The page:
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[school-discuss] Re: Karoshi, anyone?

Good stuff Lee, I'll look into it and see if it could help our pilot project to roll LTSP out to 6 other schools here in Atlanta. And I agree completely with the comment about coupling Linux experts ('a senior Unix admin') with schools moving or considering Linux; this is exactly what we did here in Atlanta, and our local expert, Jim Kinney, is really helping them not only with transitioning to Linux, but also with getting out of the box of buying brand names, etc. But it's to the point for me now, where if any other school asked me about moving to Linux, I would: 1) give them a tour of our school to see what a difference it makes, 2) if they don't already have a *nix admin/expert, then identify a local *nix admin/expert in their city that can help them plan and convert in stages. That's why I'm excited about having a really big list of consultants, I really think that is a key part of helping existing school IT departments make the transition. We were lucky in our case to have two parents that were willing to do all the learning to make the transition, but I do think the more general model is for schools to have access to professionals that do this for a living that they can trust to examine their specifics and recommend an optimum solution. And we learned in our case that they really preferred someone local that they could call up on a moments notice, meet with frequently, see their face, etc. without the associated travel costs.


lee wrote:
Matt Oquist <moquist@xxxxxxxxx> wrote:

    I agree with you, but sadly this doesn't always happen. School IT
    departments (a big one in my area might have 5 people) stay just the
    way they are, and the former Winders(TM) admins suddenly become Linux
    admins. A "good" Linux admin can manage 50-100 servers, but these
    aren't "good" Linux admins (yet); many of them get upset because they
    can't administer everything with a GUI anymore.

I'm an old Unix DBMS guy, so I've done my share of awk & ksh scripts, etc., but anything that can alleviate some of the complexity of Linux network admin is hugely welcome...

I've mentioned it before, when I took a close look at Karoshi http://www.karoshi.org.uk I found a wonderful & underappreciated effort... What Paul & Jo have done is make the adoption of a complete multi-server SAMBA/NIS Linux network easy for GUI-driven users. They did this using little more than BASH scripts w/ a GUI frontend.

Karoshi fully integrates up to 11 servers including two backup servers, an on-line classroom & e-mail server, a Proxy filter (Dans Guardian) & internet access server w/ room-by-room blocking, a primary domain controller, at least three file servers (for both Windows & Linux roaming and mandatory profiles), an on-line library system, a media server, etc...

 > But this transition is something that must be understood before it is
 > undertaken, and I worry that many schools don't take the required
 > changes in personnel (either the existing personnel must change, or
 > new personnel must be hired) sufficiently into account.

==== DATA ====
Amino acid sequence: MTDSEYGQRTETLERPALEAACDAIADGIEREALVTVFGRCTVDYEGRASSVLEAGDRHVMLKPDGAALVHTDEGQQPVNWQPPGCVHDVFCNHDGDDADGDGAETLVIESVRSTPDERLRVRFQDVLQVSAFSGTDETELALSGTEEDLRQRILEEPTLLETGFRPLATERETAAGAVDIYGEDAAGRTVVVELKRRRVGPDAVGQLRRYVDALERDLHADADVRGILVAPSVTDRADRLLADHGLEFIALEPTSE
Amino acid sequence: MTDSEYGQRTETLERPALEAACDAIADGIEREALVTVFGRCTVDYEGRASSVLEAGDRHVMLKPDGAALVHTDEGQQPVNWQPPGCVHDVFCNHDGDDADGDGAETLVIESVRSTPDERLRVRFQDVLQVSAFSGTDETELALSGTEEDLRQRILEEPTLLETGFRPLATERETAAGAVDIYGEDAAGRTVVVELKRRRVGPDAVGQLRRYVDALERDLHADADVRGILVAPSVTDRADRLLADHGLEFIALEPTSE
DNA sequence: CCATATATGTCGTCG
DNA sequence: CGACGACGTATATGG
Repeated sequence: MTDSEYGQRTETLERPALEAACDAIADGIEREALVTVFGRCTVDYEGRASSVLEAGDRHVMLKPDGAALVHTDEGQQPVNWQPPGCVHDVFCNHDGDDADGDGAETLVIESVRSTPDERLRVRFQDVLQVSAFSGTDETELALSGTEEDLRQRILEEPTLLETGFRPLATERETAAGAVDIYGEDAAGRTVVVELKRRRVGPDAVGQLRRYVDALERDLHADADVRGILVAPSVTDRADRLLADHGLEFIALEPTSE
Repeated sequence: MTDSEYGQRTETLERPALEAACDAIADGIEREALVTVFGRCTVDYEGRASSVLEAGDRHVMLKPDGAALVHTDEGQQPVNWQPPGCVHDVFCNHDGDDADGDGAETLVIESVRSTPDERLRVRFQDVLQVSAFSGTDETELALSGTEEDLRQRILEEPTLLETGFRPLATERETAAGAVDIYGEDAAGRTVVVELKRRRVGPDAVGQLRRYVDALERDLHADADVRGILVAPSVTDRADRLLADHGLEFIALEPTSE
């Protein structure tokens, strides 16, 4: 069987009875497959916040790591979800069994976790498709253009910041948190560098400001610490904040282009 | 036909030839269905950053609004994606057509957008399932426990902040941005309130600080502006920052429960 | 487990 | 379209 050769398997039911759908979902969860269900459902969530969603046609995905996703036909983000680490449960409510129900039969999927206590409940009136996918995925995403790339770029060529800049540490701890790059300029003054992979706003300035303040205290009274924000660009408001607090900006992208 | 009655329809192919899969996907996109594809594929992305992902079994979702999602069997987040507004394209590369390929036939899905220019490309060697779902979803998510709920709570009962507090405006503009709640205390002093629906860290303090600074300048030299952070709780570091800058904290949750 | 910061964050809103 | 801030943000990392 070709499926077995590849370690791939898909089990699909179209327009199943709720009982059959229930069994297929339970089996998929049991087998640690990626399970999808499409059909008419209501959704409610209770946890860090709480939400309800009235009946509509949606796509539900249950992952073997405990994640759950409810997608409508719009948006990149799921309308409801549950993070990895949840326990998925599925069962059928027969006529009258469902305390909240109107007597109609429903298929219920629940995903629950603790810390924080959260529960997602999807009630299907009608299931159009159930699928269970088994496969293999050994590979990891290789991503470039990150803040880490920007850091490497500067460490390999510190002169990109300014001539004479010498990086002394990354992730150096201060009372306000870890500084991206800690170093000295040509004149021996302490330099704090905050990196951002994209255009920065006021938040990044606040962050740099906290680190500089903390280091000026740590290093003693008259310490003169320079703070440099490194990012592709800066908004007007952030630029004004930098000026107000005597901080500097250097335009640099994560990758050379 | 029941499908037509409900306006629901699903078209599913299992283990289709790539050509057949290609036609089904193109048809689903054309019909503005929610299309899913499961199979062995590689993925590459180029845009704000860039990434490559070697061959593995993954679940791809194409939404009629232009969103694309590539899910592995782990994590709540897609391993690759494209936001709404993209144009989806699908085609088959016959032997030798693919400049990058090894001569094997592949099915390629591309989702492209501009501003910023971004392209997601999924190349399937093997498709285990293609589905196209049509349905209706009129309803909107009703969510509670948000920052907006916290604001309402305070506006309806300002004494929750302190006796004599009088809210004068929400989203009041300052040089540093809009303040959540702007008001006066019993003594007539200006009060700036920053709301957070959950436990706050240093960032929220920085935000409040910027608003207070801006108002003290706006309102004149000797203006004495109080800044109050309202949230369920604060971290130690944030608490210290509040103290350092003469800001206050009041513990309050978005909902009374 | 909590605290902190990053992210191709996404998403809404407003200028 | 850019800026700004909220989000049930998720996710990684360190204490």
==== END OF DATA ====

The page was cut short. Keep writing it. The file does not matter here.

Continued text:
The answer in this case is to pilot a Linux network - first on the bench, then in a semi-live demo....

The most-complex part of setting up Karoshi, for instance, was installing Mandrake (now Mandriva) - which is no harder than installing Windows. I believe that Mandrake & Karoshi combined takes most of the QOS risk out of Linux adoption (relative to Windows "ease-of-use") and the payoff in terms of costs will be immediately obvious -- no more server CALs plus a large bevvy of really wonderful free systems like Dans Guardian, Moodle, etc. A full Karoshi Install represents easily $40,000 of equivalent commercial software, and doesn't require stacks and stacks of the hottest, latest "blades" to run it....

 > Even so, as we all work to get the world to recognize the viability
 > and benefits of Linux and FOSS in education, we can change these
 > perceptions and thereby increase the number of "good" Linux admins in
 > the long-term.

Hmmm.... well, "good admins" of any flavor are more likely to be good on any platform, even if they are Windows-heads, they're also working with Wifi security, WEP, DNS, NAT, bridging, subnets, etc., so they're probably ready to take on Linux given the opportunity. School districts have a pay problem, but the OTJ stress is lower & attracts older IT workers who want school district retirement & insurance and 40-hour weeks w/ calm summers. Altho I've seen some Windows admins (at a state agency) shy away from Unix & Linux, most were up for the challenge given that they had good over-the-shoulder support from a senior Unix admin....

What IT manglers seek is an available knowledge-base that can be "transferred in" OR is easy enough to adopt. Windows networks, being of critical mass fits the former criterion, and a GUI-driven system like Karoshi fits the latter. Were I an IT manager and I saw the differential cost savings by going with an integrated Linux server suite like Karoshi, then the adoption gains far outweigh all the other adoption issues....

One thing I suggested to the Karoshi developers was that they consider adding VPN &/or LTSP functionality -- I believe they are considering it as part of a later phase.... To me that would make Karoshi a true TKO solution - and vice versa for K12LTSP -- K12LTSP integrated into Karoshi would push K12LTSP from a narrow LTSP-only solution (not that is a small thing, per se, but only one part of the overall K-12 IT picture) to being part of a bigger, broader integrated solution that'd bring solve a great many problems in one swell foop.